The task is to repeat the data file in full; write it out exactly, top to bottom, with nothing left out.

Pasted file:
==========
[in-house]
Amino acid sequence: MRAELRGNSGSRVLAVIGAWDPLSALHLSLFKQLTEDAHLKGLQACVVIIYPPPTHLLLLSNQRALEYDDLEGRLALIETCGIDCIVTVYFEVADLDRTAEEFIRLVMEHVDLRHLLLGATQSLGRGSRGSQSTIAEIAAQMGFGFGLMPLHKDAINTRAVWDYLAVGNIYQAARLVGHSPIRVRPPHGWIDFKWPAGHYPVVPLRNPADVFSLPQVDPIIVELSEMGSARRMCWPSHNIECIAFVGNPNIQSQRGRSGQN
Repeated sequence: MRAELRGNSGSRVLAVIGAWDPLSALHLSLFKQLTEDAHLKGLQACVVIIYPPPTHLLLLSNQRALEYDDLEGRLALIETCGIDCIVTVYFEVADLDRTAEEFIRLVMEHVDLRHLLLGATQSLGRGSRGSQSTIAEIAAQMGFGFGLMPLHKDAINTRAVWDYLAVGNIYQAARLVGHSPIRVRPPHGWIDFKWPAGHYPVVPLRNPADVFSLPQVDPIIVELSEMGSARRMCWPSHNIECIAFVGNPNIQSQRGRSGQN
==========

[in-house]
Amino acid sequence: MRAELRGNSGSRVLAVIGAWDPLSALHLSLFKQLTEDAHLKGLQACVVIIYPPPTHLLLLSNQRALEYDDLEGRLALIETCGIDCIVTVYFEVADLDRTAEEFIRLVMEHVDLRHLLLGATQSLGRGSRGSQSTIAEIAAQMGFGFGLMPLHKDAINTRAVWDYLAVGNIYQAARLVGHSPIRVRPPHGWIDFKWPAGHYPVVPLRNPADVFSLPQVDPIIVELSEMGSARRMCWPSHNIECIAFVGNPNIQSQRGRSGQN
Repeated sequence: MRAELRGNSGSRVLAVIGAWDPLSALHLSLFKQLTEDAHLKGLQACVVIIYPPPTHLLLLSNQRALEYDDLEGRLALIETCGIDCIVTVYFEVADLDRTAEEFIRLVMEHVDLRHLLLGATQSLGRGSRGSQSTIAEIAAQMGFGFGLMPLHKDAINTRAVWDYLAVGNIYQAARLVGHSPIRVRPPHGWIDFKWPAGHYPVVPLRNPADVFSLPQVDPIIVELSEMGSARRMCWPSHNIECIAFVGNPNIQSQRGRSGQN